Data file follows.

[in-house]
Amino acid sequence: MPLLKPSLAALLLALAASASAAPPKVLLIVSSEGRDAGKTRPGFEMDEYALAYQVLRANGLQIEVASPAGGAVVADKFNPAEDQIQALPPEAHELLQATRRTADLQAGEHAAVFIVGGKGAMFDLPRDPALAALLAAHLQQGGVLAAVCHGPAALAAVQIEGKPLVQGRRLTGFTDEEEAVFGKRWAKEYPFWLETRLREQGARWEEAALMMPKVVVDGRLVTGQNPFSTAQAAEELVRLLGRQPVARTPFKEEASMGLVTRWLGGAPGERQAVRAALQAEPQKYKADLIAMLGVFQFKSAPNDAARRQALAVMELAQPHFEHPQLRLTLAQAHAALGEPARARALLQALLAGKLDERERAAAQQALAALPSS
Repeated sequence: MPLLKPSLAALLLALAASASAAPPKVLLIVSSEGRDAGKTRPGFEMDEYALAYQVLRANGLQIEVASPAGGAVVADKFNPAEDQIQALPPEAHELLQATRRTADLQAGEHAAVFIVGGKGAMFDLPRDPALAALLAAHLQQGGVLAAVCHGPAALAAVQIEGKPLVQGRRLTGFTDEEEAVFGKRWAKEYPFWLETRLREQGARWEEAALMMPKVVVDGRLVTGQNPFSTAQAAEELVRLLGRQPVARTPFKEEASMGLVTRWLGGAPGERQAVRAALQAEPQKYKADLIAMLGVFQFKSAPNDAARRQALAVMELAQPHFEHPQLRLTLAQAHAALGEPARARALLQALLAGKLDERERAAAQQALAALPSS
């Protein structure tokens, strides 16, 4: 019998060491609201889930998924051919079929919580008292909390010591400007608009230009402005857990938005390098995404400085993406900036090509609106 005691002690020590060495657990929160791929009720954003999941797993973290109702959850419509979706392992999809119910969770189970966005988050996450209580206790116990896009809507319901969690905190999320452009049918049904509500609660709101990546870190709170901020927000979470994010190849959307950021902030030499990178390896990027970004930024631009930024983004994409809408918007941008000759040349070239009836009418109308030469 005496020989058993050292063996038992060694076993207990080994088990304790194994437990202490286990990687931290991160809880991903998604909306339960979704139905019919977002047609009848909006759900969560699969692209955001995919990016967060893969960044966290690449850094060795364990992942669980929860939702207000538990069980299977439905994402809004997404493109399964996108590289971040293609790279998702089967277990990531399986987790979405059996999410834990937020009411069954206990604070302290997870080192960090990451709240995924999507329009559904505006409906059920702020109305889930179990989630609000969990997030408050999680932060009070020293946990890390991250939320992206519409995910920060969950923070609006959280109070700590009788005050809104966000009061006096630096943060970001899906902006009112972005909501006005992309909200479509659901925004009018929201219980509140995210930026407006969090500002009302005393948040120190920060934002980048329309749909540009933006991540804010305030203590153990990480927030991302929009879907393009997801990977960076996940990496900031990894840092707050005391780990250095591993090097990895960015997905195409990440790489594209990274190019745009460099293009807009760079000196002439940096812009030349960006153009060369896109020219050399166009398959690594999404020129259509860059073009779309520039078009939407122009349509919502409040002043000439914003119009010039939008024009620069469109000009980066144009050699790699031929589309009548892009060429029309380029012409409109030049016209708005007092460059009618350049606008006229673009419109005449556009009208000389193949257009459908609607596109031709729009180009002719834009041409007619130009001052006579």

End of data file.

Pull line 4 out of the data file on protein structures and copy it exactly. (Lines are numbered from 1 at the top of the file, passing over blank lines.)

């Protein structure tokens, strides 16, 4: 019998060491609201889930998924051919079929919580008292909390010591400007608009230009402005857990938005390098995404400085993406900036090509609106 005691002690020590060495657990929160791929009720954003999941797993973290109702959850419509979706392992999809119910969770189970966005988050996450209580206790116990896009809507319901969690905190999320452009049918049904509500609660709101990546870190709170901020927000979470994010190849959307950021902030030499990178390896990027970004930024631009930024983004994409809408918007941008000759040349070239009836009418109308030469 005496020989058993050292063996038992060694076993207990080994088990304790194994437990202490286990990687931290991160809880991903998604909306339960979704139905019919977002047609009848909006759900969560699969692209955001995919990016967060893969960044966290690449850094060795364990992942669980929860939702207000538990069980299977439905994402809004997404493109399964996108590289971040293609790279998702089967277990990531399986987790979405059996999410834990937020009411069954206990604070302290997870080192960090990451709240995924999507329009559904505006409906059920702020109305889930179990989630609000969990997030408050999680932060009070020293946990890390991250939320992206519409995910920060969950923070609006959280109070700590009788005050809104966000009061006096630096943060970001899906902006009112972005909501006005992309909200479509659901925004009018929201219980509140995210930026407006969090500002009302005393948040120190920060934002980048329309749909540009933006991540804010305030203590153990990480927030991302929009879907393009997801990977960076996940990496900031990894840092707050005391780990250095591993090097990895960015997905195409990440790489594209990274190019745009460099293009807009760079000196002439940096812009030349960006153009060369896109020219050399166009398959690594999404020129259509860059073009779309520039078009939407122009349509919502409040002043000439914003119009010039939008024009620069469109000009980066144009050699790699031929589309009548892009060429029309380029012409409109030049016209708005007092460059009618350049606008006229673009419109005449556009009208000389193949257009459908609607596109031709729009180009002719834009041409007619130009001052006579």